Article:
School social workers support students, families, and teachers, and their work can be stressful. As with teachers, it's not uncommon for school social workers to experience burnout if they do not receive the proper support and care.
That said, many school social workers also take great pride in their work and feel very fulfilled by helping K-12 students work through social, emotional, and behavioral challenges. Not every social worker is cut out to work in schools, making it important for those considering this option to think carefully about how to proceed.
The most effective school social workers possess skills that help them weather difficult days, empathize with students, and maintain perspective throughout their careers. These professionals must be able to communicate with many kinds of people and participate in active listening at all times.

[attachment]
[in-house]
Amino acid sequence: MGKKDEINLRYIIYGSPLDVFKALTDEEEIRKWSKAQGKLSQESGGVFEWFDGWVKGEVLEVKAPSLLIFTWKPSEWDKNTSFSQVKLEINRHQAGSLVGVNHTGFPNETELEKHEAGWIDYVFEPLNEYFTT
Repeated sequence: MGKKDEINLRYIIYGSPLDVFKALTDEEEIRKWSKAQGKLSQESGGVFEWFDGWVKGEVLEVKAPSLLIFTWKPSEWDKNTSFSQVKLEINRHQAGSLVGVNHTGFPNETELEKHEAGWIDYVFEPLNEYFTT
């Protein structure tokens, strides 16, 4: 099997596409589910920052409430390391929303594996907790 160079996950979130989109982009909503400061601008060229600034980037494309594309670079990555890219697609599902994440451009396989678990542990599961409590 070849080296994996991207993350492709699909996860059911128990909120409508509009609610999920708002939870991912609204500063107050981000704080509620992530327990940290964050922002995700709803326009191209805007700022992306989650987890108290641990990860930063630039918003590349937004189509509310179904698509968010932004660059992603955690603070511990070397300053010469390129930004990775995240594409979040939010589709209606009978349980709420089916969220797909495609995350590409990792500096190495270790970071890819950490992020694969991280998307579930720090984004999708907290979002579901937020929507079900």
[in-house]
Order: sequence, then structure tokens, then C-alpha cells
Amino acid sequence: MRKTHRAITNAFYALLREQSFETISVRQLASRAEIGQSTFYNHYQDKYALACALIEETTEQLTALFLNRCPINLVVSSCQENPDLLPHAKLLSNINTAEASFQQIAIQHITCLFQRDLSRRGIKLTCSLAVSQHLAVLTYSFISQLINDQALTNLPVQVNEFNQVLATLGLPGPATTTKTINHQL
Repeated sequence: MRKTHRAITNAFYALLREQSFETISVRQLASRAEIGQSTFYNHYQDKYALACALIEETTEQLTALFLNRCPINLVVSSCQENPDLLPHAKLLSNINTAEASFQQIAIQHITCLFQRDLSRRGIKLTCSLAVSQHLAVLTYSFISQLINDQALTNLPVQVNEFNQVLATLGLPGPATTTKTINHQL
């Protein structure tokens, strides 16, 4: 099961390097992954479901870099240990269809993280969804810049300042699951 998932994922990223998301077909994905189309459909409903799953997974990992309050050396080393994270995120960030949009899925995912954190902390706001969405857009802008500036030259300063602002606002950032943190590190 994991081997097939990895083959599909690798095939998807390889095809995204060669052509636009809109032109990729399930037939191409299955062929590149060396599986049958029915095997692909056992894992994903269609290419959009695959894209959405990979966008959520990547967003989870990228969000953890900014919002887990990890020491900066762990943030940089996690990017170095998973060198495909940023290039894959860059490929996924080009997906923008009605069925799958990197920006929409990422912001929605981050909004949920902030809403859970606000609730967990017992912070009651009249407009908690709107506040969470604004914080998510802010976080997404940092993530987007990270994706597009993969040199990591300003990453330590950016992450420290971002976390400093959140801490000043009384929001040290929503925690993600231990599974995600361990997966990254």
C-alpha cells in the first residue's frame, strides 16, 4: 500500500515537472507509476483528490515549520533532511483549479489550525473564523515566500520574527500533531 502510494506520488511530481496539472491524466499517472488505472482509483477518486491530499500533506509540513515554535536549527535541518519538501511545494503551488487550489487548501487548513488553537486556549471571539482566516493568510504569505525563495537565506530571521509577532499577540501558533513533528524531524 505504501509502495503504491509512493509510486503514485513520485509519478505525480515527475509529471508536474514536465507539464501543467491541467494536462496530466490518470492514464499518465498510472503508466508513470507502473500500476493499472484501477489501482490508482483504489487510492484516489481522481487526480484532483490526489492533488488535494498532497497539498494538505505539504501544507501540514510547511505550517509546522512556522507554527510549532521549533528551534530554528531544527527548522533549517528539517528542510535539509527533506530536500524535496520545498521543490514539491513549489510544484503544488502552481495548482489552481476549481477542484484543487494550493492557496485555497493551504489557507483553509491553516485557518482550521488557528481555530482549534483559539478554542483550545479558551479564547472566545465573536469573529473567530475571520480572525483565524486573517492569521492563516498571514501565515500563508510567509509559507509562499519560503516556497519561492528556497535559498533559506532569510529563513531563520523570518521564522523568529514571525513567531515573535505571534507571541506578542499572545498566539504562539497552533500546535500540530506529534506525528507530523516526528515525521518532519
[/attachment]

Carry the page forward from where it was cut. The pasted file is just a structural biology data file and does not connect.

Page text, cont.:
Cultural competence also plays an important role, as school counselors work with students from many different backgrounds, cultures, and experiences. Lastly, organization is also critical since school social workers often have many open cases at any given time.
Resources for School Social Workers
- School Social Work Association of America: This professional membership group provides members access to resources, continuing education programming, advocacy, certifications, and in-person and online events.
- Social Workers in Schools Occupational Profile: NASW's Center for Workforce Studies & Social Work Practice put together this document that provides an in-depth look at the career.
- School Social Work Network: This free online resource provides access to research, industry tools, and resources to help these professionals improve their skills and knowledge.
- inSocialWork Podcast: The University at Buffalo provides this acclaimed podcast that talks about common issues in social work, including those that school social workers encounter.